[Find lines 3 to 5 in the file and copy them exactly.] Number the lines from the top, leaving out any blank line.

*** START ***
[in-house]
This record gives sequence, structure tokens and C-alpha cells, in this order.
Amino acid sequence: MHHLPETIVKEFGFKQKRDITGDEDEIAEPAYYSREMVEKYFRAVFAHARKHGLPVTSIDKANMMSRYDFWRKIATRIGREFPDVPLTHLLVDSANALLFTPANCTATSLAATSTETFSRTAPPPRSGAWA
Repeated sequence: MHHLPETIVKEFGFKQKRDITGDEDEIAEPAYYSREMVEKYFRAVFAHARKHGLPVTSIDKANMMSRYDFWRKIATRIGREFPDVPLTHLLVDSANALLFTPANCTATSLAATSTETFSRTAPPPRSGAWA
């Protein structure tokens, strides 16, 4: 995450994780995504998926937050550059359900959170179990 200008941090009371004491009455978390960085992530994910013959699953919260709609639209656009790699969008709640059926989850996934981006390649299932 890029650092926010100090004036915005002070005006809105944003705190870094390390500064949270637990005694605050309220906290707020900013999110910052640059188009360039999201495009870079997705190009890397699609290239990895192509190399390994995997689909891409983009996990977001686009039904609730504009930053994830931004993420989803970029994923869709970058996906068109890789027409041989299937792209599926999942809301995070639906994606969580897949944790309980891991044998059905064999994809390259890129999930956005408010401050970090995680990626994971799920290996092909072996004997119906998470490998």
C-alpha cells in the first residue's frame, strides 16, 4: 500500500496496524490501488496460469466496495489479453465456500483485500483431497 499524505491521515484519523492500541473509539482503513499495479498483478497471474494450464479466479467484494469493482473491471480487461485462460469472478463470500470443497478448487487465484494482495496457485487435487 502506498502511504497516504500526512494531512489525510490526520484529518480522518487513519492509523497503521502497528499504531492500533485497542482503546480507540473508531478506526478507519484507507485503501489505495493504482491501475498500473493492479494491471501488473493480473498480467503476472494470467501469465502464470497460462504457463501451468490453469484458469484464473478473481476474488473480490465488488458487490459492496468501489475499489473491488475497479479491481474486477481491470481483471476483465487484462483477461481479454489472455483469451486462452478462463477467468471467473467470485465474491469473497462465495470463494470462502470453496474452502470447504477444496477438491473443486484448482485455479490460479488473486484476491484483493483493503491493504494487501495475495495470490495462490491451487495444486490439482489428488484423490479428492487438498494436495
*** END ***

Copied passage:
Amino acid sequence: MHHLPETIVKEFGFKQKRDITGDEDEIAEPAYYSREMVEKYFRAVFAHARKHGLPVTSIDKANMMSRYDFWRKIATRIGREFPDVPLTHLLVDSANALLFTPANCTATSLAATSTETFSRTAPPPRSGAWA
Repeated sequence: MHHLPETIVKEFGFKQKRDITGDEDEIAEPAYYSREMVEKYFRAVFAHARKHGLPVTSIDKANMMSRYDFWRKIATRIGREFPDVPLTHLLVDSANALLFTPANCTATSLAATSTETFSRTAPPPRSGAWA
């Protein structure tokens, strides 16, 4: 995450994780995504998926937050550059359900959170179990 200008941090009371004491009455978390960085992530994910013959699953919260709609639209656009790699969008709640059926989850996934981006390649299932 890029650092926010100090004036915005002070005006809105944003705190870094390390500064949270637990005694605050309220906290707020900013999110910052640059188009360039999201495009870079997705190009890397699609290239990895192509190399390994995997689909891409983009996990977001686009039904609730504009930053994830931004993420989803970029994923869709970058996906068109890789027409041989299937792209599926999942809301995070639906994606969580897949944790309980891991044998059905064999994809390259890129999930956005408010401050970090995680990626994971799920290996092909072996004997119906998470490998």